Archives of Dermatological Research

, Volume 309, Issue 5, pp 349–356 | Cite as

Dermatological comorbidity in psoriasis: results from a large-scale cohort of employees

  • N. Zander
  • I. Schäfer
  • M. Radtke
  • A. Jacobi
  • H. Heigel
  • M. Augustin
Original Paper


The field of dermatological comorbidity in psoriasis is only passively explored with contradictory results. Objective of this study was to further investigate the complex field of psoriasis and associated skin diseases by identifying skin comorbidity patterns in an extensive cohort of employees in Germany. Retrospective analysis of data deriving from occupational skin cancer screenings was conducted. From 2001 to 2014 German employees between 16 and 70 years from different branches underwent single whole-body screenings by trained dermatologists in their companies. All dermatological findings and need for treatment were documented. Point prevalence rates and their 95% confidence intervals were computed. Logistic regression analysis was performed to calculate odds ratios (OR) of single dermatological diseases to occur together with psoriasis controlled for age and sex. Data from 138,930 persons (56.5% male, mean age 43.2) were evaluated. Psoriasis point prevalence was 2.0%. Of those 20.6% had unmet treatment needs of their disease. Onychomycosis was the most frequent dermatological comorbidity with a prevalence of 7.8%. Regression analysis found rosacea (OR = 1.40, 95% CI 1.13–1.72) and telangiectasia (OR = 1.25, 95% CI 1.10–1.41) to be significantly associated with psoriasis. 17.2% of psoriasis patients had at least one further finding requiring treatment. The highest treatment needs were found for onychomycosis (3.4%), tinea pedis (3.1%), and verruca plantaris (1.0%). It can be concluded that persons with psoriasis are at increased risk to suffer from comorbid skin diseases, which should be considered in treatment regimens. Particular attention should be paid to fungal diseases of the feet.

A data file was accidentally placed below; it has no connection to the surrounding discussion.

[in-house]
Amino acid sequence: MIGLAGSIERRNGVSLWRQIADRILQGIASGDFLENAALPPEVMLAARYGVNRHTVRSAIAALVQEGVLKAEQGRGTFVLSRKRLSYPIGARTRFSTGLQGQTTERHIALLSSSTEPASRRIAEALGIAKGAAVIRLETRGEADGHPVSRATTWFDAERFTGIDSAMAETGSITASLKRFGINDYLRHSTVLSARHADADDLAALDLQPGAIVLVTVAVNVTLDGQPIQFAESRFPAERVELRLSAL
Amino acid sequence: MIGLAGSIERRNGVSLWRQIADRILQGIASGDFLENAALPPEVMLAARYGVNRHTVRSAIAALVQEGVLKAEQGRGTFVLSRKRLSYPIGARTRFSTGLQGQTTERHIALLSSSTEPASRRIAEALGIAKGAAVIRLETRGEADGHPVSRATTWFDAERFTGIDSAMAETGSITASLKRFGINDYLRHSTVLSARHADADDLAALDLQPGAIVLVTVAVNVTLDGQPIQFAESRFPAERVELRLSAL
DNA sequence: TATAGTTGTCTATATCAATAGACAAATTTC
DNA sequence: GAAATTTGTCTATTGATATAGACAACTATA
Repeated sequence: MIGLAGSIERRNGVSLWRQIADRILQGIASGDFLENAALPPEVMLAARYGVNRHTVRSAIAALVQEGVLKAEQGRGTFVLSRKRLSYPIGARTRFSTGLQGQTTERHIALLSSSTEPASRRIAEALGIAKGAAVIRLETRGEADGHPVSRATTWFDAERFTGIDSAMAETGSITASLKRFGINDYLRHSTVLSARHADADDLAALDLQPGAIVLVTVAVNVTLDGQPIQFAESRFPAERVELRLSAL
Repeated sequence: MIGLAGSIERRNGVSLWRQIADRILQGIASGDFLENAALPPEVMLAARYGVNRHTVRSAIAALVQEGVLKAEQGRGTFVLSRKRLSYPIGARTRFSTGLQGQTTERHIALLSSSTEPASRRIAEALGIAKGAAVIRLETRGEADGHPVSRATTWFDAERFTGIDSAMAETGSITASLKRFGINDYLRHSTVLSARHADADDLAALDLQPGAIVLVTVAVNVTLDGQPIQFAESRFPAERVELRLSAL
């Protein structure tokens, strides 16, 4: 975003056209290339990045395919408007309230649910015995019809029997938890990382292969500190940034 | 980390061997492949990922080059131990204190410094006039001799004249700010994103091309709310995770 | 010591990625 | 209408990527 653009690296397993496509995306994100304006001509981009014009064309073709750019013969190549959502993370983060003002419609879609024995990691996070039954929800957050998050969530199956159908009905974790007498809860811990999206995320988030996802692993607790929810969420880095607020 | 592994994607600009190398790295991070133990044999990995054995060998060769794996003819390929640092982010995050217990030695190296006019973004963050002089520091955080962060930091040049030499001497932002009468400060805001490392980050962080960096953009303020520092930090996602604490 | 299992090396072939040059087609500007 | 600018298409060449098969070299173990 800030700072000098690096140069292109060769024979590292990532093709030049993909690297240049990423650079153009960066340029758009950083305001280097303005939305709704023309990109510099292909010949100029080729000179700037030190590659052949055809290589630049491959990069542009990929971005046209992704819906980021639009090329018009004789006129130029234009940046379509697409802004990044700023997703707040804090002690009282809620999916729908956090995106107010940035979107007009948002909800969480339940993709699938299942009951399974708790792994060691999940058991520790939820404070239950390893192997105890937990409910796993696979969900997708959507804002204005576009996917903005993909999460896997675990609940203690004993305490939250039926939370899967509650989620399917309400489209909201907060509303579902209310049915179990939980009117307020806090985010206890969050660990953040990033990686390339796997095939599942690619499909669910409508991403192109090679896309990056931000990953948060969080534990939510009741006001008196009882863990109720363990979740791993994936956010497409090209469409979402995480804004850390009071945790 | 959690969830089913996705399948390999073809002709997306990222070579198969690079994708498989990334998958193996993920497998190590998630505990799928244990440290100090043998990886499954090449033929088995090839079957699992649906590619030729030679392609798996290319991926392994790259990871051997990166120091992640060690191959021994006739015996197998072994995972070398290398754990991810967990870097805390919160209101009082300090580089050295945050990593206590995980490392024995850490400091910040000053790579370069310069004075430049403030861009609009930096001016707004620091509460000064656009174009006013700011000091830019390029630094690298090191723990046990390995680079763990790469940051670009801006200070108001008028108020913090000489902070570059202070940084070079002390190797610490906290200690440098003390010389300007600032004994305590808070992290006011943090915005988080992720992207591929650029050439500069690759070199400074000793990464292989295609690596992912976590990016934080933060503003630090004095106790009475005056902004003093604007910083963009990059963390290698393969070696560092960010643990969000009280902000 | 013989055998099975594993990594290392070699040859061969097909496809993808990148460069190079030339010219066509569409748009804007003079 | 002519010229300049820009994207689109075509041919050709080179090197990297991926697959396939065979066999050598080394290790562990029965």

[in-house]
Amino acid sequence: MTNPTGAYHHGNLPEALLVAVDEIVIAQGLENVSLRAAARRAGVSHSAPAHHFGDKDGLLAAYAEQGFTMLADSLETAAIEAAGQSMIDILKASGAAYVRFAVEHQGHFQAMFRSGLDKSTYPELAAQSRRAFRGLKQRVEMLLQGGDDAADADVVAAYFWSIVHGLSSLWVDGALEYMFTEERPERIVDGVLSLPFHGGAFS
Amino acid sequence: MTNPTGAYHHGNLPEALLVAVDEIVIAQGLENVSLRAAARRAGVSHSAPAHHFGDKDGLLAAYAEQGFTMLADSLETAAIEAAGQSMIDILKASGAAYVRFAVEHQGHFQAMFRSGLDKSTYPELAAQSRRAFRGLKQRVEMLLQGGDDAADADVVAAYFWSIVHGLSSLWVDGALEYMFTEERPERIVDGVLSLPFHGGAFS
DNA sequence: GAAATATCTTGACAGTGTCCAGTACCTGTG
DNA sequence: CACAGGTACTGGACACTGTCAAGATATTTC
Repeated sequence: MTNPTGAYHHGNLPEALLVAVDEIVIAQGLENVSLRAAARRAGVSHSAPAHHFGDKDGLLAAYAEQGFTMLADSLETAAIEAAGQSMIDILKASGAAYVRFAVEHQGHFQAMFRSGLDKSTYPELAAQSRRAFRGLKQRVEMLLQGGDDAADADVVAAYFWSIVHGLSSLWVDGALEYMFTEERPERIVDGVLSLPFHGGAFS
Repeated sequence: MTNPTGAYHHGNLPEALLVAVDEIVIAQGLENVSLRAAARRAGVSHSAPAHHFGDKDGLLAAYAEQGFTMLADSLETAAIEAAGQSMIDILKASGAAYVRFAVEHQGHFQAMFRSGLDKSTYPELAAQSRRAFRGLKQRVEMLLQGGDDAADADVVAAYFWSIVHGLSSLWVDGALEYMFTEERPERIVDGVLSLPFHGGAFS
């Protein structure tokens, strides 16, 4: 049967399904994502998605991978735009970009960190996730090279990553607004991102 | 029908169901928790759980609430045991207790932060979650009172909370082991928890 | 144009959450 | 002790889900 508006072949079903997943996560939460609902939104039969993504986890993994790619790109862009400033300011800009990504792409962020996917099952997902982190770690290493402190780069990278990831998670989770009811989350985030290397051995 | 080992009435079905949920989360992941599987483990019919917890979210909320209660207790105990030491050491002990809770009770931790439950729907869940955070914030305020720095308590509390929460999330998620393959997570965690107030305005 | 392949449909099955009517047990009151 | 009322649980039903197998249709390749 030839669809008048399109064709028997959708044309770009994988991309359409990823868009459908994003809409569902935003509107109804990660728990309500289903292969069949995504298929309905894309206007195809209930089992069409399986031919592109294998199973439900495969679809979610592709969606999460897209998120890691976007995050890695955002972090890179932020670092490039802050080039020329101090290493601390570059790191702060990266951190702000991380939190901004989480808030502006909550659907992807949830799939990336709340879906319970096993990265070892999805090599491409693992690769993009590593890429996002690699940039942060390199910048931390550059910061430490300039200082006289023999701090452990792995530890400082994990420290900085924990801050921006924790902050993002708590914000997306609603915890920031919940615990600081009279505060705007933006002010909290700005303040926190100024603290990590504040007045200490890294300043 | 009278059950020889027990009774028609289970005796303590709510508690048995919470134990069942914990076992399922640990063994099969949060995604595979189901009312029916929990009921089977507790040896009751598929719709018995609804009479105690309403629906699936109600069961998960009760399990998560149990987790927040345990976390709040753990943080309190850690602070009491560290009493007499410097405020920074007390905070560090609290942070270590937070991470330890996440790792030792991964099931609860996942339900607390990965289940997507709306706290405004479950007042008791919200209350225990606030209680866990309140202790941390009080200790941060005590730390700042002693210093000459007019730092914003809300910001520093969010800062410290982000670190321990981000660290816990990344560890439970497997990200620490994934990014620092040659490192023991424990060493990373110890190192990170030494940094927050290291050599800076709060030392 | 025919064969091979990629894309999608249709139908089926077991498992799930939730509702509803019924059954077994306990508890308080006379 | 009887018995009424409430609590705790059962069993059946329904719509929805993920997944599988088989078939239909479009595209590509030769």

Psoriasis Comorbidities Need for treatment Epidemiology Prevalence rates 


Compliance with ethical standards

Human and animal rights statement

All procedures performed in studies involving human participants were in accordance with the ethical standards of the institutional and/or national research committee and with the 1964 Helsinki declaration and its later amendments or comparable ethical standards. For this type of study formal consent is not required.

Conflict of interest

The authors declare that they have no conflict of interest.


No funding.


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Copyright information

© Springer-Verlag Berlin Heidelberg 2017

Authors and Affiliations

  • N. Zander
    • 1
  • I. Schäfer
    • 1
  • M. Radtke
    • 1
  • A. Jacobi
    • 1
  • H. Heigel
    • 2
  • M. Augustin
    • 1
  1. 1.German Center for Health Services Research in Dermatology (CVderm), Institute for Health Services Research in Dermatology and Nursing (IVDP)University Medical Center Hamburg-EppendorfHamburgGermany
  2. 2.Heigel GmbHHanstedtGermany

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